The holiday season comes with a flood of sales from some of the country’s biggest retailers, but these specials could tempt cash-strapped Australians to spend money they don’t have.
PayPal research found 94 per cent of Australians are concerned about security as they shop online this holiday season, with two in five more worried than they were in previous years, likely influenced from this year’s unprecedented major customer data leaks.
But these fears won’t be keeping many wallets closed.
Data from Finder shows the majority of Australians will dip into their savings to cover their holiday shopping costs, while 24 per cent of people will be pushed into debt by relying on some form of credit.
Centaur Financial Services principal financial adviser Hugh Robertson told The New Daily that Christmas and Boxing Day sales will trick people into buying things they don’t need.
Although the festive period and end of the year means it might be time for indulging, he said Australians should be prepared for tighter budgets in the near future.
“Tough times are ahead. Interest rates are rising, the cost of everything has gone up, so now’s not the time to be silly,” Mr Robertson said.
“Let’s all lean into the fact that it’s been a really tough year, but don’t give ourselves a debt hangover for 2023.”
If you researched the best ways to save money during sales, but still found yourself spending more than expected, read on for five cures to your silly season financial hangover.
Cull your subscriptions to ease financial stress
Australians enjoy access to a wide range of subscription services, with the most prominent being video and music streaming.
But if you find yourself needing to tighten your belt after a festive period overspend, consider dropping these subscriptions to help build up your savings for a while.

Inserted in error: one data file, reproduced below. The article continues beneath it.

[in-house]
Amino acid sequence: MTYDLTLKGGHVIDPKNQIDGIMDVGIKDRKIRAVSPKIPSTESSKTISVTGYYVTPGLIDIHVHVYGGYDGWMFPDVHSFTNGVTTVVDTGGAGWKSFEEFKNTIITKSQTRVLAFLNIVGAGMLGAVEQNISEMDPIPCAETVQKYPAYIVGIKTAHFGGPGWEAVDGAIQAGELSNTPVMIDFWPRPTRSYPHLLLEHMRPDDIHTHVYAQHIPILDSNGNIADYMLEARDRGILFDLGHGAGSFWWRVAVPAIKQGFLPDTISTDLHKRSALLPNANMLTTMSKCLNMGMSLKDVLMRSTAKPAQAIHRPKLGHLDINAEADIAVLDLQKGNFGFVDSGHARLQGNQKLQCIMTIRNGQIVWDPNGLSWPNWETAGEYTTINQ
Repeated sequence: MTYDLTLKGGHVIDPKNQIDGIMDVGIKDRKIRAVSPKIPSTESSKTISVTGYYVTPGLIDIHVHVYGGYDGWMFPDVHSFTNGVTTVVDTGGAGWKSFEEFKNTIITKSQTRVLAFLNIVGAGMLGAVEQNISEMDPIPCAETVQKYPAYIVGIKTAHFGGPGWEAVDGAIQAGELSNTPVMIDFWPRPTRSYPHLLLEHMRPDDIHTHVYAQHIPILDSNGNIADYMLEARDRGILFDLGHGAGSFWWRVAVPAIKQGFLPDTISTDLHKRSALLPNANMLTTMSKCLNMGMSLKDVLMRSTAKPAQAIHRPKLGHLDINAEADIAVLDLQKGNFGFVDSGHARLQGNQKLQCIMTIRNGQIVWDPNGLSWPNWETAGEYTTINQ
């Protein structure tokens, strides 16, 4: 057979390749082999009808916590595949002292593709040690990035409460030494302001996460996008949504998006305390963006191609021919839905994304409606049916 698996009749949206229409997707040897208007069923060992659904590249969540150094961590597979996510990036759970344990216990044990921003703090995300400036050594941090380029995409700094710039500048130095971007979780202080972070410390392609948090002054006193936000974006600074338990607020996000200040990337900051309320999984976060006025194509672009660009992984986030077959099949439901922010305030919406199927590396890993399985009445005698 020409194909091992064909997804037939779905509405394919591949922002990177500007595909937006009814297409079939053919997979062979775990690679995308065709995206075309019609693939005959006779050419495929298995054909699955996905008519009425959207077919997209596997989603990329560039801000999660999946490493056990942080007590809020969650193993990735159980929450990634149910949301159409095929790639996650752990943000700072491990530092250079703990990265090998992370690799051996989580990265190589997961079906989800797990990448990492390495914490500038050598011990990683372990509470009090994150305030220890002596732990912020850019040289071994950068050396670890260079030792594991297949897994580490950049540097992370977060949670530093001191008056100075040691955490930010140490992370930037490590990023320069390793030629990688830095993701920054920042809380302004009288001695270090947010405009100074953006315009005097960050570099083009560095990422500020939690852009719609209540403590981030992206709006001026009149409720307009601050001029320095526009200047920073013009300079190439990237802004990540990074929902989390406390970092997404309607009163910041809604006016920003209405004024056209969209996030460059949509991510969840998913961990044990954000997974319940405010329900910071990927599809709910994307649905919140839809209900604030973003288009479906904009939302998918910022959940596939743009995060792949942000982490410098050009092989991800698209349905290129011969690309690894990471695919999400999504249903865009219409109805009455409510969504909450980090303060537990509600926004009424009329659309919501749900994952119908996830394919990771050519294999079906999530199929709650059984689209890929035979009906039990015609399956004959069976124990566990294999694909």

If you still want to enjoy all the perks subscription services can provide, consider replacing your cancelled service with a free trial period for another.
“There’s quite possibly alternatives that will give you 14 days or a month-free trial on [products] that are quite similar to what you currently have,” Mr Robertson said.
Make repayments ASAP
Finder data shows 13 per cent of Australians will depend on their credit card to get through their Christmas shopping, while 9 per cent will turn to buy now, pay later services.
Both can be a risky endeavours for cash-strapped shoppers, with the lingering threat of interest rates on credit card debt and ‘quasi-interest’ rates for BNPL debt.
A 2022 RateCity survey found 41 per cent of BNPL users found themselves in some level of financial trouble using these platforms at least once in the previous year, including 18 per cent missed paying important bills, such as their mortgage, to meet BNPL payments.
“If you’re putting your purchases on a credit card, make sure you can pay the total in full when your next bill comes in,” RateCity research director Sally Tindall said.
“Buy now, pay later platforms might be interest free, but they can still cause chaos on your budget if you don’t have the funds to pay the money back.”
Finder credit card expert Amy Bradney-George said it’s best to get on top of repayments as quickly as you can after incurring the debt to avoid late fees or interest charges.
And it’s not just late fees you need to watch out for if you’ve used BNPL; payments on BNPL platforms are typically automatic, which means if you don’t have enough money in your account you could end up going into overdraft with your bank.
Consolidate your debt
Bradney-George said if you find yourself juggling multiple debts simultaneously, debt consolidation could be an option.
“That usually involves [moving], say, two credit card balances over to a new card that offers zero per cent interest for an introductory period,” she said.
“And that means instead of making two repayments, you make one repayment and it’s interest-free for that introductory period, which can help … because the whole payment’s going towards what you’ve actually spent.”
Review ongoing bills
Mr Robertson said you should use the post-holiday sales period to take stock of what regular expenses you could possibly cut back.
From choosing the right insurance and home loan repayment options, to your food budget, he said you should regularly look for ways to lower your spending.
“Never be victim to what we spend on. We made a choice, we did it, and now go and make it right,” he said.
“How you start is how you finish. Start 2023 with a focus on keeping your expenses controllable.”
Seek free financial advice
If you are worried about how much debt you have, Bradney-George said one of the best courses of action is to contact your bank or financial institution to talk about your situation and hopefully be offered assistance by their dedicated support teams.
The National Debt Helpline is also a great resource that offers free information on its website, as well as online and phone chat services where you can speak to a financial counsellor for free.